Santa or the Grinch: Paradoxes Presented by the Use of Today's Popular Media [Book Review]

Human Studies 33 (2):205-220 (2010)
This paper grew out of a larger study designed to investigate the usage patterns and effects of the introduction of the personal computer and the Internet in both the contemporary workplace and the home. During the course of analysis of the data collected several paradoxes associated with this usage emerged. The first, and in many ways the most important, was the paradox between the ability of Internet-based communication and software computer programs to facilitate the educational process while at the same time altering the learning patterns of the student users, affecting writing, and potentially affecting their cognitive processing. Secondly, while the usage of these technologies fulfilled the early expectations for creating a more efficient work place, it also created a new demand for increased production. This new expectation has blurred the line between professional and personal time with the usage of these technologies entering domestic space and has created the potential for anxiety and disjuncture. Thirdly, in research endeavors, these technologies have allowed people to collect and evaluate data in newer and quicker ways; however the demand for increased productivity has also altered the research function as attention is directed toward the production of papers and not the development of grander explanatory theories. Also, while the use of many Internet-based communication modalities promotes mobility, their constant use can also contribute to the avoidance of personal contact, isolation, and egocentric behavior. This paper describes these paradoxes and concludes by examining the emerging trends and patterns that these paradoxes have come to reinforce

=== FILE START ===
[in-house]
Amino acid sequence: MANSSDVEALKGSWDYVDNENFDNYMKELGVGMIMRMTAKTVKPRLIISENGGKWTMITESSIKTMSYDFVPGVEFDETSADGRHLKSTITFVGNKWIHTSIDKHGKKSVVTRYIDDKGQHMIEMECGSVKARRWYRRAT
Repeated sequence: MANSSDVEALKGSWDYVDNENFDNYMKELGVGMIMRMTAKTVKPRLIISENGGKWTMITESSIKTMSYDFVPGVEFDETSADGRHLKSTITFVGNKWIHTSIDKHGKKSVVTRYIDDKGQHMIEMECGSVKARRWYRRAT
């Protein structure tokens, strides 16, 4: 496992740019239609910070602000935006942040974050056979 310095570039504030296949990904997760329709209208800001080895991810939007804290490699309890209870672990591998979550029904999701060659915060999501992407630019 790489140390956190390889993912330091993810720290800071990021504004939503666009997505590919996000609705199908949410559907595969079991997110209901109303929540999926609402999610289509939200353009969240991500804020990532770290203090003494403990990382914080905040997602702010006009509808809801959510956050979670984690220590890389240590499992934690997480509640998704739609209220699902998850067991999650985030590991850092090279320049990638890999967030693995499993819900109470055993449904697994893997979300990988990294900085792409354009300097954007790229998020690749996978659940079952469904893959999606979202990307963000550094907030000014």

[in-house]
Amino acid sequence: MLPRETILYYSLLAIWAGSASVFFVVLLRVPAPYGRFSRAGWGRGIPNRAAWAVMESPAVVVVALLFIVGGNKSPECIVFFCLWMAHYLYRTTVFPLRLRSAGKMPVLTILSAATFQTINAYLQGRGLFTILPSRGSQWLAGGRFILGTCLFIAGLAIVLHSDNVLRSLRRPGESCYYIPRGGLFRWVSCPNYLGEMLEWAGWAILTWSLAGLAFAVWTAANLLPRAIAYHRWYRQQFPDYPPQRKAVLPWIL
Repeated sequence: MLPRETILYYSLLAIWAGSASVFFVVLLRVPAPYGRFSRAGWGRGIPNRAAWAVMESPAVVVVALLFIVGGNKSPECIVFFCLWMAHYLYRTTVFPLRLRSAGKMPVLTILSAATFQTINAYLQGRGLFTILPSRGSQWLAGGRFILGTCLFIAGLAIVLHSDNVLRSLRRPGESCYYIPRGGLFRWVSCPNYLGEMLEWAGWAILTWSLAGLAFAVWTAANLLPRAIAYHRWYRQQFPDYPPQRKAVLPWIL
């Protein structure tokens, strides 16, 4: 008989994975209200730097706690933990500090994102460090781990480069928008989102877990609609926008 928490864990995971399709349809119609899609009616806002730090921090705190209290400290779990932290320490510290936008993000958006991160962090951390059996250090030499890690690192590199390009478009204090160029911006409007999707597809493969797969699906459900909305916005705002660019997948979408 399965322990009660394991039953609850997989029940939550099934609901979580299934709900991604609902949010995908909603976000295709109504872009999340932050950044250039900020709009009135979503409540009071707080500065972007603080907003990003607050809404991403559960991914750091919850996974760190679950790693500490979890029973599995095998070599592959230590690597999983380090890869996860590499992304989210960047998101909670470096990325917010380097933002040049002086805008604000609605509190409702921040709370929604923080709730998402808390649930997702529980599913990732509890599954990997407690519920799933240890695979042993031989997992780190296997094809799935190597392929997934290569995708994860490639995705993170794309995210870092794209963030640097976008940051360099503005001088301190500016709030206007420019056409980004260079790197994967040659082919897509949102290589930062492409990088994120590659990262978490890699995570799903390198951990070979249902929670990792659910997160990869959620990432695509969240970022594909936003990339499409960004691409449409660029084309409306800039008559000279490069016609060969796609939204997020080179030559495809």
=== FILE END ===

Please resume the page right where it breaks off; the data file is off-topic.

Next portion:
Keywords Learning  Work  Efficiency  Demand  Isolation  Mobility
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DOI 10.1007/s10746-010-9164-7
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Lewis Mumford (1934). Technics and Civilization. Journal of Philosophy 31 (12):331-332.

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